I started playing the flute 17 years ago, I was bought an Emporer made by Boosey & Hawkes - its a modest flute, a perfect studnet starter. You should expect to pay no more that £100 for a new one these days and there are some great retail stores that offer a deal that allows you to rent for three months at a time for up to a year and then after the year choose to pay a minimal about to purchase the instrument out right or to give bcak the flute. These are greate schemes especailly when dealing with children because flutes aren't suited to everyone and as children mouth change shape as they grow dso the ease of difficulty in playing occurs - a year is a good period to judge. The Emporer flute will be good enough, if well cared for, to last through until about grade 5-6 although it has been known for these flutes to be so robust that they will take a studnet thought grade 8. However, in my experience paying the extra for a better quality flute will pay dividends in the high grades. After grade 7 I purchased a Japanese flute called the Miyazawa - its costs about £1000. This was a far supreme instrument but obvioulsy so was the cost! There are certain flute specailty stores where these can be purchased and that will allow you to cahnge the head ot the foot to suit your need. If you are thinking about getting a mid range flute like this you may also consider the mecahnics of the instrument. For example, all studnet flutes come with closed holes and a G key that is off set from the others for ease of playing. Studies suggest that playing an open hole flute with an inline G Key will improve your technique. The best thing to remember is to get the opinion of an experienced player like a teacher - you can often call the Incorporated Society of Musicans who will direct you to an affiliate teacher.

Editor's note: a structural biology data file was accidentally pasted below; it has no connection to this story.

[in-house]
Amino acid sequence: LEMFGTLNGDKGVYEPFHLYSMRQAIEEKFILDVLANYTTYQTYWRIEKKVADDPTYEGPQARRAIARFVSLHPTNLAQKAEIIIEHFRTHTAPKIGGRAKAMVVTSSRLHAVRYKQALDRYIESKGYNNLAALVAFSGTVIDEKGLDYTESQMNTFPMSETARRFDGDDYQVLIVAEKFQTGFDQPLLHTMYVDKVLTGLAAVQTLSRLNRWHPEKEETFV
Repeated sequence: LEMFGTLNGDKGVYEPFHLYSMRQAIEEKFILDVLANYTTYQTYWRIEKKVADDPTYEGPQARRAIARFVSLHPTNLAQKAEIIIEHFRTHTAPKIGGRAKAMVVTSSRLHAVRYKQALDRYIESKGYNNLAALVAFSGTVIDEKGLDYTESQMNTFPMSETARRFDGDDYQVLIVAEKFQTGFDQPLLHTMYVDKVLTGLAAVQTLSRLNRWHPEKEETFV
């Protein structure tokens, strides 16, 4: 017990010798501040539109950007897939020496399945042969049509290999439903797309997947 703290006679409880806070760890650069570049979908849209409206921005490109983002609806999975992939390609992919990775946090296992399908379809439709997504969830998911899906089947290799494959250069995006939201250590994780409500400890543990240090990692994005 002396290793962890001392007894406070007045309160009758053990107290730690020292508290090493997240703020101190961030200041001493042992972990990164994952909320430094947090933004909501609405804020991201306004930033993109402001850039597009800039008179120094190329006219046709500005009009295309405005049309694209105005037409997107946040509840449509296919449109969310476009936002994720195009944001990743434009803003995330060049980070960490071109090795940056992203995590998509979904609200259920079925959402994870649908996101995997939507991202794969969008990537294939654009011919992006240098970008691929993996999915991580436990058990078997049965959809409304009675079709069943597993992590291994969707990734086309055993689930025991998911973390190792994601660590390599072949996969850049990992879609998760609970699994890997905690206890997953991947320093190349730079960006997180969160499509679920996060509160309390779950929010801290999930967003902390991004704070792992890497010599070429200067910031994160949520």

I was given a Boosey and Hawkes flute about 8 years ago now, and although it is a beautiful instrument, I really want a yamaha flute! I can no longer justify the expensive though as it is not played very often. Hopefully one day I will take private lessons as I had lessons at school, but when I left school that was the end of it. I must say though that my flute has been a pleasure. It hasn't been serviced in quite a while (only because I keep forgetting!) but it is o.k, the only problem being the cork is wearing away. I would recommend this make of flute for anyone especially a beginner. It is middle of the range and is a very popular brand. I have no problems with it even though I do not always clean it. Watch where you send your flute to for servicing, some people are excellent and others leave a lot to be desired, but I suppose this is the same with anything!! I you are new to the flute and are looking for a reputable brand, but not top range you would be suited to a boosey and hawkes.